I also really like blitz. I grew up in Güines playing “rapid transit”, as we used to call it. It’s something that’s very enjoyable, involves more adrenaline and is more spectacular.
Has that prolific school in Güines retained its quality?
No, it’s lost it. The activity there was there before no longer exists. The coaches that were there back then have gone and there isn’t the same atmosphere. It would be worth restoring it, since it was no accident that that period produced Aryam Abreu, Holden Hernández, Orelvis Pérez, Carlos Manuel López, me… The whole secret was in the coaches, so we need to find a way to stimulate or re-motivate them. That basis of having a good coach in any academy – as I had in Raúl Pérez – was what made the Soviet School great.
In my view one of your limitations is your opening repertoire...
At one time it was. I’ve done serious work on that and expanded it somewhat since the Tbilisi Grand Prix. I’ve incorporated systems as White with the queen’s pawn (1.d4), and with Black I’ve resorted more to the Nimzo-Indian. It’s all about becoming less predictable, although obviously that has the inherent danger that if you incorporate new lines you’ve got less chance of knowing them fully.
Do you prefer individual or team tournaments?
I find both attractive. Team events give you that sense of being part of a collective – the spirit of uniting not only to ensure your own personal result but for everyone. That can make them more exciting than individual events.
Are you a clearly-defined positional player?
I think so, yes. My style has changed, because previously I was more inclined to tactics and combinational play, but over time I’ve put more emphasis on technique.
Is Fischer still your favourite player?
Yes, although I really like Capablanca and Kasparov.
Can you tell me a tournament you have fond memories of...
The Thessaloniki Grand Prix, two years ago.
And a very painful one...
There have been several. I’d go with Corus 2009, where I lost in the final round to Karjakin. Or the 2014 Baku Grand Prix.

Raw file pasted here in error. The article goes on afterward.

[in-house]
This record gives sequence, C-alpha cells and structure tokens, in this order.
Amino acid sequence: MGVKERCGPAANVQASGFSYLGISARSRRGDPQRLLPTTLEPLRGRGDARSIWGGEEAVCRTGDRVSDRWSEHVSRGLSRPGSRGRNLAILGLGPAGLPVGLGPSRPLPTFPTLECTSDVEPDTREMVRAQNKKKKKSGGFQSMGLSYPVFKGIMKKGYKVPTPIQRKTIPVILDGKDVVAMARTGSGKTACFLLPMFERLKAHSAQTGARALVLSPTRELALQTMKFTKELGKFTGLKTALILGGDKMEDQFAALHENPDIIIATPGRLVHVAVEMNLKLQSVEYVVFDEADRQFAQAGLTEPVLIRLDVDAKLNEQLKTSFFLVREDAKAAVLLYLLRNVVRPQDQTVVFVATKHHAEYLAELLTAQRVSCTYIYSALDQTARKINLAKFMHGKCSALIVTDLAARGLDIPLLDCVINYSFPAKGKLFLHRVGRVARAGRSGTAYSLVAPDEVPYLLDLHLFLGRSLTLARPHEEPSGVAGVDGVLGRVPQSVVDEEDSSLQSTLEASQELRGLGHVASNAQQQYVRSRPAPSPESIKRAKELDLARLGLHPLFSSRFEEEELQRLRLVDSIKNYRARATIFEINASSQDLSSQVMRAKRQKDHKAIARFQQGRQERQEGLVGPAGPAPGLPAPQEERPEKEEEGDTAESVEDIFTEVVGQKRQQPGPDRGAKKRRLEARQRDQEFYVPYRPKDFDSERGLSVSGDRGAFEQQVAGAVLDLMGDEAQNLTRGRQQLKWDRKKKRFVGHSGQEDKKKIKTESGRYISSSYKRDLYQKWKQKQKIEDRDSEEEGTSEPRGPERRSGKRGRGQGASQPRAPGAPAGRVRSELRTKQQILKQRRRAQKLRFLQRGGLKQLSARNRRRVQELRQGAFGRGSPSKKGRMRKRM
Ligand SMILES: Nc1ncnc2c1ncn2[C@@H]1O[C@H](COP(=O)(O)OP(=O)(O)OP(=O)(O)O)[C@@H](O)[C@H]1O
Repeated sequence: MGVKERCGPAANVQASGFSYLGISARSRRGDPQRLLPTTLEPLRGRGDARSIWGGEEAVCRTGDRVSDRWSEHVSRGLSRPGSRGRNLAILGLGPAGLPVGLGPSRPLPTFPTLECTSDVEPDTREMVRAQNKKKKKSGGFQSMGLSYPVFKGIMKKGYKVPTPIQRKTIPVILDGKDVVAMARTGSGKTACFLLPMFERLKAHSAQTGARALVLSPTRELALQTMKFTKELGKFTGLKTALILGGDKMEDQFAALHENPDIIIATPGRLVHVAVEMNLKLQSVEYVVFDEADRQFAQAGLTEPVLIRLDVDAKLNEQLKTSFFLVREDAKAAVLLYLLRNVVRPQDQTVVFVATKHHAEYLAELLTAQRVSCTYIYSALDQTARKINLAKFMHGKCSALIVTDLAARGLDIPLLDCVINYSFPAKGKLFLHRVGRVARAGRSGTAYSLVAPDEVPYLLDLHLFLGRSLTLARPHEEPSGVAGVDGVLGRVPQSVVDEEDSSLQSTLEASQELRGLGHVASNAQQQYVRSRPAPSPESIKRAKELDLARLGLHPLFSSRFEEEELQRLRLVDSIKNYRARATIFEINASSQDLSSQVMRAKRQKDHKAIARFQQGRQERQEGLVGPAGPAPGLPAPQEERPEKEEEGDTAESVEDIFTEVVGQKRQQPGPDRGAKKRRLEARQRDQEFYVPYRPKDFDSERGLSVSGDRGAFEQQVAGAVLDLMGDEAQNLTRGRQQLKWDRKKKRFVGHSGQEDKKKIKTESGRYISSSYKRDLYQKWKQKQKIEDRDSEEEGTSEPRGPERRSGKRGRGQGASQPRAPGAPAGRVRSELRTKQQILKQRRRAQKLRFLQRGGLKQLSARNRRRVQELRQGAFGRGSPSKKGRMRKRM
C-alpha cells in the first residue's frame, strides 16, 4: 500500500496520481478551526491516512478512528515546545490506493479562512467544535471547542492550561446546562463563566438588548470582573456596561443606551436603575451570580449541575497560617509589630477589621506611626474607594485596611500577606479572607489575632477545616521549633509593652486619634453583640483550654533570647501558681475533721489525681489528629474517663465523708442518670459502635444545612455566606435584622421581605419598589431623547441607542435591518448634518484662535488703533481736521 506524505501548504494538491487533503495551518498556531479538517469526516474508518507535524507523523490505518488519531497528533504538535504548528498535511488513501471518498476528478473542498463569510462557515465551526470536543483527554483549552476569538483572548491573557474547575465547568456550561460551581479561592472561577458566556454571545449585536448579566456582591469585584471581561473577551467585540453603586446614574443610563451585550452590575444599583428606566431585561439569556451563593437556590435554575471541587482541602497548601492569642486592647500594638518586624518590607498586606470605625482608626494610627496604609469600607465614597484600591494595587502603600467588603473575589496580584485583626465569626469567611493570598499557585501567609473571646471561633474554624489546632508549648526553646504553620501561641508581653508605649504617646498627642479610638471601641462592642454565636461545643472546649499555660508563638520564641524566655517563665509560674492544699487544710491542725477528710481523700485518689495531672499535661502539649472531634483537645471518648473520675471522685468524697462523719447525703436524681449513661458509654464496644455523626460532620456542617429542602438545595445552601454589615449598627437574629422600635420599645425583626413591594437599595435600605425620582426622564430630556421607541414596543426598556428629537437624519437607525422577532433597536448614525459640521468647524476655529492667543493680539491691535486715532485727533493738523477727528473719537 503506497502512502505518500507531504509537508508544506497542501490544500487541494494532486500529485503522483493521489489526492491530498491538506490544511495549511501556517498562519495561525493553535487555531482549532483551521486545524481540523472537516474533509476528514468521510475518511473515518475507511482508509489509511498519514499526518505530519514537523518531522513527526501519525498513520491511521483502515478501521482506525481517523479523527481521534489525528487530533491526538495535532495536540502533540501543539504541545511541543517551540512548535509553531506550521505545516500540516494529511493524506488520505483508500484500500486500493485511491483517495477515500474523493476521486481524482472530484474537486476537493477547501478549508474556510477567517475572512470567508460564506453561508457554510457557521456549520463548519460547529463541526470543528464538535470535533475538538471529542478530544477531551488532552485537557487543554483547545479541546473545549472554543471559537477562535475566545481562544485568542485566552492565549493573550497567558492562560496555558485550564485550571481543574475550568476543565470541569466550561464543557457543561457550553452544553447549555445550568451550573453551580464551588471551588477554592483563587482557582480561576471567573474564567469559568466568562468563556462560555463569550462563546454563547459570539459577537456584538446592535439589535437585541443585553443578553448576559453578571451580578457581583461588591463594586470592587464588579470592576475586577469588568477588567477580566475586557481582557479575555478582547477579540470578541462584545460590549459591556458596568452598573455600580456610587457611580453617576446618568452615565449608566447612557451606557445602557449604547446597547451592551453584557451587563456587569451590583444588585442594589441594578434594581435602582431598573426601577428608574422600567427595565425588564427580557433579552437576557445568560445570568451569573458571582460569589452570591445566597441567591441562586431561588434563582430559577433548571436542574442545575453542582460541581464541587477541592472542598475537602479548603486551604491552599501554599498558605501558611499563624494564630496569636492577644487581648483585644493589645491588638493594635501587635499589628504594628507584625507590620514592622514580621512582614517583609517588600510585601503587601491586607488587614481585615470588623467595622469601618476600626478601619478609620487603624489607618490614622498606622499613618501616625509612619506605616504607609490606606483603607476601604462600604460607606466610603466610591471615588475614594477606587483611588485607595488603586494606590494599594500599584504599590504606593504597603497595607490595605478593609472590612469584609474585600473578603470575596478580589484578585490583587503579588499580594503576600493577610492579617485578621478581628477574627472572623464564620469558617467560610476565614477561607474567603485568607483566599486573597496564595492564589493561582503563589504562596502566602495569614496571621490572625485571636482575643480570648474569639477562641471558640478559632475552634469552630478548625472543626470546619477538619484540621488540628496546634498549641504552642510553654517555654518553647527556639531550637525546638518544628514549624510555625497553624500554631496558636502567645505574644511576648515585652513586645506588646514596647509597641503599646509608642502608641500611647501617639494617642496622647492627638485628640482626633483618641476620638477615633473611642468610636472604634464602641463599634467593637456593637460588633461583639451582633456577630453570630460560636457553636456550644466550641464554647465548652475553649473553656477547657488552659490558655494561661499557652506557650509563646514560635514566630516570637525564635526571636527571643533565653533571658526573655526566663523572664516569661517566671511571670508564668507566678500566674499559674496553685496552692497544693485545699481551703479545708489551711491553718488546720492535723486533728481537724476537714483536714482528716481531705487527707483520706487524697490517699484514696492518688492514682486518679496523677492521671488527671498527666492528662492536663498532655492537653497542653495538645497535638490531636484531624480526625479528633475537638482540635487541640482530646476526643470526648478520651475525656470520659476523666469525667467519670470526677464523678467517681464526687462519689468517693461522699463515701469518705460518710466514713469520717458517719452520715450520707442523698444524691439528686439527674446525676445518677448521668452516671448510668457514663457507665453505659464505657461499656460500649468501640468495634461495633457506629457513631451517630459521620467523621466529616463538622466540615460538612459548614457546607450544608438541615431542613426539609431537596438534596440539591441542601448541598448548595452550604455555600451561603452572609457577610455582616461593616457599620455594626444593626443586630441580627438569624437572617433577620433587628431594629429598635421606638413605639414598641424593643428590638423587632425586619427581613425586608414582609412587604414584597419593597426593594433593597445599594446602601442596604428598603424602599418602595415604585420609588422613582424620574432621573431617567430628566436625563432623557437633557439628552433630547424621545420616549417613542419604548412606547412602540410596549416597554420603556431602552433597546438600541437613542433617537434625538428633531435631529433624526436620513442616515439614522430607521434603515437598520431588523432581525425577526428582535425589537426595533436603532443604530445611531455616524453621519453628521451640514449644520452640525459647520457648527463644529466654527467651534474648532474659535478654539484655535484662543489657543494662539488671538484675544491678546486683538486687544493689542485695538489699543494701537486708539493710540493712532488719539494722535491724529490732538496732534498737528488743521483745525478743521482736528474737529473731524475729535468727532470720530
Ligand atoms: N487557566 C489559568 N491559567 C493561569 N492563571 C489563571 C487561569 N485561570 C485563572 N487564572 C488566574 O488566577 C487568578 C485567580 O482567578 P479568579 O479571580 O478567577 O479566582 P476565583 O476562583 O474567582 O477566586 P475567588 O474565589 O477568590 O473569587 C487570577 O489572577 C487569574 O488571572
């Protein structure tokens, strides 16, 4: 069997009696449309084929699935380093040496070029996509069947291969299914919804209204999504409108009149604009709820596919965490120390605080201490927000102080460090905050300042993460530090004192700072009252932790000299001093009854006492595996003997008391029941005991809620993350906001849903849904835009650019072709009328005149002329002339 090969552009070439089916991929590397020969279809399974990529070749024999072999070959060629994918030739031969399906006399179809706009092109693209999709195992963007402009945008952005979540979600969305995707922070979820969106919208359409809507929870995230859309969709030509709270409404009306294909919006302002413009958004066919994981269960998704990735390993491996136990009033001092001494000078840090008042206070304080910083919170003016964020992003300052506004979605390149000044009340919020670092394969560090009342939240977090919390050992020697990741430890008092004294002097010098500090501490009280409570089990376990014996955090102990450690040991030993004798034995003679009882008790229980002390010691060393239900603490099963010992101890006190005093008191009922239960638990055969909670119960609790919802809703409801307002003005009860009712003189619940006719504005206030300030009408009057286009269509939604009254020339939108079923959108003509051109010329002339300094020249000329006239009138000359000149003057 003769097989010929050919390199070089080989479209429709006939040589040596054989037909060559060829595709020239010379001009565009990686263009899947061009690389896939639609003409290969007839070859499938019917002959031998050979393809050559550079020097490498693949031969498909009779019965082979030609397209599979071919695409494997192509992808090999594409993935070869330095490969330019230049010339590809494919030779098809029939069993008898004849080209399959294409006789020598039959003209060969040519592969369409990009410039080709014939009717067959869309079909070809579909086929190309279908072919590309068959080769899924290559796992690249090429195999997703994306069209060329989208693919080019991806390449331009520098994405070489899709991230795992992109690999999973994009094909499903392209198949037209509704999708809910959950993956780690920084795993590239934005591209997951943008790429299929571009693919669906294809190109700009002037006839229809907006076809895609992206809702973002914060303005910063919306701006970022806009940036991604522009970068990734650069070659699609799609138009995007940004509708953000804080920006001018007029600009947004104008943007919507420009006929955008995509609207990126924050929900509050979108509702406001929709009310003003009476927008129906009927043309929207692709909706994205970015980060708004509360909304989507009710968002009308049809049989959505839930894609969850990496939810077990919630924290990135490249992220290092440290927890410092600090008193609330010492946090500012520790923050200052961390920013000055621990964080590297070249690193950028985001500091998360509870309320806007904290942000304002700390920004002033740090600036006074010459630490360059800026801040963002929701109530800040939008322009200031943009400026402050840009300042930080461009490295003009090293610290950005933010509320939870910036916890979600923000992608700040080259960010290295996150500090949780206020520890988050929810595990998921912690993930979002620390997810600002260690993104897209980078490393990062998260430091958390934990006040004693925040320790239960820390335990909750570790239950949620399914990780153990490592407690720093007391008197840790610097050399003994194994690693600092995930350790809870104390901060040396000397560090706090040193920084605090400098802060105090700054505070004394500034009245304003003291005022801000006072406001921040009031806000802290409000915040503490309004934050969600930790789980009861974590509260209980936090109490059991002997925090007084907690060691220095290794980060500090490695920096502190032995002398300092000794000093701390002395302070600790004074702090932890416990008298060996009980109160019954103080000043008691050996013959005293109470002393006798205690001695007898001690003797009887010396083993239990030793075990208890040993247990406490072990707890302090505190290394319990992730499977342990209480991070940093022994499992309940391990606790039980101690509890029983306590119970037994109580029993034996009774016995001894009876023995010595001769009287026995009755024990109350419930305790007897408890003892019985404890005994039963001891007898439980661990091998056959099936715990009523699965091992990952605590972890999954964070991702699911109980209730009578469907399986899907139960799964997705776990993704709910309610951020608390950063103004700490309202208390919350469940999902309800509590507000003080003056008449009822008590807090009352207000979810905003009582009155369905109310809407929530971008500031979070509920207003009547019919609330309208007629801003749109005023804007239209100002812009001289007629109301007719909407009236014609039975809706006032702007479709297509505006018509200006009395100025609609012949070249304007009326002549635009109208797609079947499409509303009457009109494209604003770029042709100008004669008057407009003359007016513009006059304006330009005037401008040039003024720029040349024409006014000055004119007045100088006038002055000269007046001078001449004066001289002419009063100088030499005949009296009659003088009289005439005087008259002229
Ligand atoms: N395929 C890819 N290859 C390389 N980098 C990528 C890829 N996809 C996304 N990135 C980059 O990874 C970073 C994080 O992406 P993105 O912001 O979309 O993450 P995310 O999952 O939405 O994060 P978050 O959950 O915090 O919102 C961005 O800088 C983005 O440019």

What goes wrong for you against Carlsen?
He was always inconvenient for me, even before he was as strong as he is now. There are players who you find more difficult, and everyone has their slayers in that regard. I’ve had advantageous positions against him, for instance in Biel 2008, but he escaped and the tournament slipped away from me as well. Also in Sofia 2009 I could have beaten him but didn’t manage.
And why do you also lose so often against Baadur Jobava, whose rating is below yours?
After the opening I usually have a comfortable position, so there may be something psychological in that.
Apart from them, who do you not enjoy facing?
Elite players are all inconvenient and against them you feel under pressure very early on. They create problems from the first moves and you need to employ all your time in order to resolve those difficulties. Aronian is one of those. Ivanchuk as well, when he’s on form.
In which phase of the game do you consider yourself stronger?
Realistically, when I compare myself against the five best in the world I look weak in all the phases. I’ve worked hard to perfect each one of them, although I feel that’s gone better in the opening and middlegame.
How many 2700 players have you beaten?
I don’t have the stats. It would be over a dozen, but I don’t know the exact number.
Would you like your
son Sebastián to play chess?
Yes, because he would have what I didn’t – a full-time teacher. If he has talent he’d be able to go far. Why not?
There’s a moment at which chess stops being a hobby and becomes a way of earning a living. Has that reduced your love for the game?
I’m still a chess fan, I read a lot and when I’m not playing I usually have an interesting position or some idea I want to work out in my head. It’s true that I try to lead a balanced life, not concentrating solely on the board and devoting time to my family, but it seems to me I’m going to play until I’m old, and if I stop getting good results I’ll do it anyway for enjoyment.